Cops back on the beat
A TARGETED approach to policing in the Derwent Valley is paying dividends, with a significant reduction in crime in the region, the new sergeant in charge at New Norfolk says.
Sergeant Chris Hey, who started last month, said crime rates had dropped since the Gazette reported in October that police were aware of a rise in youth crime in the New Norfolk area.
“Since the start of October, we’ve seen a significant decrease in most offences in the New Norfolk area,” Sgt Hey said.
“Our policing strategies are developed to respond to crime trends, and in New Norfolk, police have introduced a number of activities to deliver policing services in the area.”
These included: INCREASED overnight patrols, including in unmarked vehicles. EXTENSION and staggering of finishing times. AN increase in the use of bail curfew conditions for offenders including youths, with nightly police checks on these people at random times to ensure they are complying with their curfew. HIGH-PROFILE foot patrol operations in the New Norfolk business district. HIGH-PROFILE road safety checks. LOCAL police, including Sgt Hey, increasing community engagement with stakeholders including local government, businesses and the local PCYC.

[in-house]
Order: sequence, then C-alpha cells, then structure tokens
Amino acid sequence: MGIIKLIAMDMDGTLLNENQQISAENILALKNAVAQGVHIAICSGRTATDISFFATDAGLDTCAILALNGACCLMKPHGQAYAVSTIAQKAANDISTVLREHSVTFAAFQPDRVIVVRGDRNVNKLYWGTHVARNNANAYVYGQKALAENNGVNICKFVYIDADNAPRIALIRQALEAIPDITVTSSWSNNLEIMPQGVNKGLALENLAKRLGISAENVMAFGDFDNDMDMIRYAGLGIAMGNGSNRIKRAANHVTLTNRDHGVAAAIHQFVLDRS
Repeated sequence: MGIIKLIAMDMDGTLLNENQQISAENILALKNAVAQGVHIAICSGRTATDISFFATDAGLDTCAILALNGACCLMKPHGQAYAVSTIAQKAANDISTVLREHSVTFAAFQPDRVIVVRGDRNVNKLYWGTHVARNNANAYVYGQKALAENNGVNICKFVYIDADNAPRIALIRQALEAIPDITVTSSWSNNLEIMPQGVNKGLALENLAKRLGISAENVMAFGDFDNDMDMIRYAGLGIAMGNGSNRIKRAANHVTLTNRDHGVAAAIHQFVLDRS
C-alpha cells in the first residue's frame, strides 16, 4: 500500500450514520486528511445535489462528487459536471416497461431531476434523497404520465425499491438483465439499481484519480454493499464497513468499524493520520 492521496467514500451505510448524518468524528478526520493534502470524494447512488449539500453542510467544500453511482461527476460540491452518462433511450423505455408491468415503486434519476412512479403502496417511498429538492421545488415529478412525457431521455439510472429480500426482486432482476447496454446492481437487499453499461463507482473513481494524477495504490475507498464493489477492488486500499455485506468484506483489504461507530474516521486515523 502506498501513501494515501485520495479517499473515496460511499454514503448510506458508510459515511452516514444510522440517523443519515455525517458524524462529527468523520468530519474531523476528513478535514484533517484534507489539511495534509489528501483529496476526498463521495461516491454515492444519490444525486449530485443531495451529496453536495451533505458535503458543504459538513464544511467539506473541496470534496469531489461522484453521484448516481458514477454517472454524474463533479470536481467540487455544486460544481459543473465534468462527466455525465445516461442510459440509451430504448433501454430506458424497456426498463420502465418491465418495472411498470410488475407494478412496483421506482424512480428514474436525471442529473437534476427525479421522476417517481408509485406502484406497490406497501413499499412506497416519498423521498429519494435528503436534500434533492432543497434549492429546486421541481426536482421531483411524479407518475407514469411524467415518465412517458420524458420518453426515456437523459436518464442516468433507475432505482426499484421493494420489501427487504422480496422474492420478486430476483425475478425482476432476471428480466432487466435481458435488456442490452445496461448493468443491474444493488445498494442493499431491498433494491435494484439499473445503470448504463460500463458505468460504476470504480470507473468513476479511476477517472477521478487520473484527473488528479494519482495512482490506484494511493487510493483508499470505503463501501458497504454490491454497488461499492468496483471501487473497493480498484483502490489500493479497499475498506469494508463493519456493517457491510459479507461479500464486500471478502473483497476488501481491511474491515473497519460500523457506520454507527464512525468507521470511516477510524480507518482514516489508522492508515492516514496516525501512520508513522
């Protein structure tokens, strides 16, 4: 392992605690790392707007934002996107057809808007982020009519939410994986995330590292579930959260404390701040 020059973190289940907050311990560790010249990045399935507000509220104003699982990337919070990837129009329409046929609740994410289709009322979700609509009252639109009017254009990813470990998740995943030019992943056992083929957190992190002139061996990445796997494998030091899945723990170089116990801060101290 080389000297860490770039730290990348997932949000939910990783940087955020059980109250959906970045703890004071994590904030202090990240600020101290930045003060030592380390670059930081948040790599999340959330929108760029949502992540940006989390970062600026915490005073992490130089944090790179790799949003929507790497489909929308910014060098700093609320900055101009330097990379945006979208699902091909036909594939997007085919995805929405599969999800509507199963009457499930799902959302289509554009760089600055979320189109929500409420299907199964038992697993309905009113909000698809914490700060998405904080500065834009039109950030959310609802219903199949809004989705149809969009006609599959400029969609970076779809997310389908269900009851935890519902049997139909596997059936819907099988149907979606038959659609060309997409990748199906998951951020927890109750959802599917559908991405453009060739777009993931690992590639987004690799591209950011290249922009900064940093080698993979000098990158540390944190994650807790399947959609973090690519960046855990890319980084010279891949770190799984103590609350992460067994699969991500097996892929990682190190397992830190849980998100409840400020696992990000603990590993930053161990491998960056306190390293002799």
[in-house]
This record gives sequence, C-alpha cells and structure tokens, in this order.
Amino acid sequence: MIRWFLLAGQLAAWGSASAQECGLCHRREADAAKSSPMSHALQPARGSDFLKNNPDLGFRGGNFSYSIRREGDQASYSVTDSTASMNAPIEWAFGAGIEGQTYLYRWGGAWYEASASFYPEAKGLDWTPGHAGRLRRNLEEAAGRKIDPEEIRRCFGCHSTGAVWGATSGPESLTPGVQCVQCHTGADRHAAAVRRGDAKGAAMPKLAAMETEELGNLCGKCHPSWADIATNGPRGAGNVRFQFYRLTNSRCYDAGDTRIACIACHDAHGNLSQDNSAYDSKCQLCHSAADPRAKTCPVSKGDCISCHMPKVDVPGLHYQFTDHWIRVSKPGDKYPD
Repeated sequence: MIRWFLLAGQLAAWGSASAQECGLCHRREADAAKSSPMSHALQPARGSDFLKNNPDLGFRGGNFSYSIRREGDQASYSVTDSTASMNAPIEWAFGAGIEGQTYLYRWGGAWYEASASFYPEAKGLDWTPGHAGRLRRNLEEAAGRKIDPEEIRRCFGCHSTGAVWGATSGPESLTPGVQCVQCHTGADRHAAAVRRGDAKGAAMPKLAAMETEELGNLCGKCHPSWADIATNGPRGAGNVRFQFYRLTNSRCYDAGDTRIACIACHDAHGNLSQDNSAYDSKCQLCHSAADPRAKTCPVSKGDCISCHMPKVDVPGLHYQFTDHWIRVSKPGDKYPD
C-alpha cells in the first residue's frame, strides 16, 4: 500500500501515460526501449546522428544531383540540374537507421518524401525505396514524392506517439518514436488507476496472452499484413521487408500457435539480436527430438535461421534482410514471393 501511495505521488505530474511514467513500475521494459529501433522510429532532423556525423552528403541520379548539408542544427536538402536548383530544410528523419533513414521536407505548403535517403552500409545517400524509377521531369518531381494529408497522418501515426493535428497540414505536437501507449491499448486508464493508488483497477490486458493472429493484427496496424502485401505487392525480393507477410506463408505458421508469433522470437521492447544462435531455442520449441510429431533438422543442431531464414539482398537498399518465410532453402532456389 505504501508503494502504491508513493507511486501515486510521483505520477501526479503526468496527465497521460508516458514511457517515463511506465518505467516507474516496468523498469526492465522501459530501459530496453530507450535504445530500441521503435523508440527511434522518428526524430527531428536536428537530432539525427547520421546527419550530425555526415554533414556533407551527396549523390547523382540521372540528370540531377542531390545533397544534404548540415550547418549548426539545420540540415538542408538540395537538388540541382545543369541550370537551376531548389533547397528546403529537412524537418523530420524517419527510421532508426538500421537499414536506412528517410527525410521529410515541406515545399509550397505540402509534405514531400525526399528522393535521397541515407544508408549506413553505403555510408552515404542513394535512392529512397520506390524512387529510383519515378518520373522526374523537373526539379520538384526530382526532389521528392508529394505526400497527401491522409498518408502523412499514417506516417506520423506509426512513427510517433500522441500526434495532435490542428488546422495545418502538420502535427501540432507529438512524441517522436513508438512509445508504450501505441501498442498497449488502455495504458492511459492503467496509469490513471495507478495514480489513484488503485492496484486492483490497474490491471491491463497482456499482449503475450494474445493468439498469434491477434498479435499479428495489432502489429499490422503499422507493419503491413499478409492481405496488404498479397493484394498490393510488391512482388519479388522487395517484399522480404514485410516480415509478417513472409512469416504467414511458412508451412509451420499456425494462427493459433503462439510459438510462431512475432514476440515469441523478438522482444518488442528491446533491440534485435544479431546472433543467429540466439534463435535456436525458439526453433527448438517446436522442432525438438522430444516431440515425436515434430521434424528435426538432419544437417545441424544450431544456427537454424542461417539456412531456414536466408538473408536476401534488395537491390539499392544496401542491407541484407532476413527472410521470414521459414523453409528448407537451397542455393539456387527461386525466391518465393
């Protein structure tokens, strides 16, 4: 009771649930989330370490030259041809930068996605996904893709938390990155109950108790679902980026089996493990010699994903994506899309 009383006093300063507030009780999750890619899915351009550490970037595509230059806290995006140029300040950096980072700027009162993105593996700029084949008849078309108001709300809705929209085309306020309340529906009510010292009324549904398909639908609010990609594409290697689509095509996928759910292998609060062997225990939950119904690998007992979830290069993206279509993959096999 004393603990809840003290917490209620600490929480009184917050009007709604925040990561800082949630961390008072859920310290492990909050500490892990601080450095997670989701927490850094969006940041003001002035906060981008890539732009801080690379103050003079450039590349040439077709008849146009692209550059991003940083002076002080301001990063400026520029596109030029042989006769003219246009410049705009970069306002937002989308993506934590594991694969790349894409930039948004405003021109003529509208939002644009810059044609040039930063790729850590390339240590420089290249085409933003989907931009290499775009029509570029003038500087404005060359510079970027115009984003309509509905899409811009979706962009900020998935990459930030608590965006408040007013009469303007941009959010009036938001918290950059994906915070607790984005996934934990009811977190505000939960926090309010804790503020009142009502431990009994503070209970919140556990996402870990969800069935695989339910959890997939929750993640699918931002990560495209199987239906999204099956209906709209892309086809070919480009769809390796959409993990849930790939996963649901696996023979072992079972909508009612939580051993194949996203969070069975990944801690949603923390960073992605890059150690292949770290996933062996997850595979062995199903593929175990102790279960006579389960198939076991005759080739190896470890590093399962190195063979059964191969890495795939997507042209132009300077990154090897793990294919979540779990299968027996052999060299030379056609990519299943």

“As a result of these strategies, we are seeing a reduction in crime in the New Norfolk area,” Sgt Hey said.
There were eight home bur- glaries in New Norfolk between July and September, but only three between October and December.
Car burglaries dropped from 10 to three between the same time periods, while stolen motel vehicles dropped from eight to four and instances of shoplifting from six to two.
There are nine officers at New Norfolk who work to a roster, which provides policing services from 7am to 3am.
The Derwent Valley is also actively policed by officers from Maydena, Hamilton and Bushy Park, with backup from the 24-hour stations at Bridgewater and Glenorchy.
Derwent Valley Mayor Martyn Evans said he had noticed that the topic of crime had “quietened down,” and credited the police for boosting their visibility in the town.
“Not only me, but other people have noted probably some old-fashioned policing — police walking up the street, which is fantastic,” Cr Evans said.
“People have commented because they feel assured and a bit more secure.”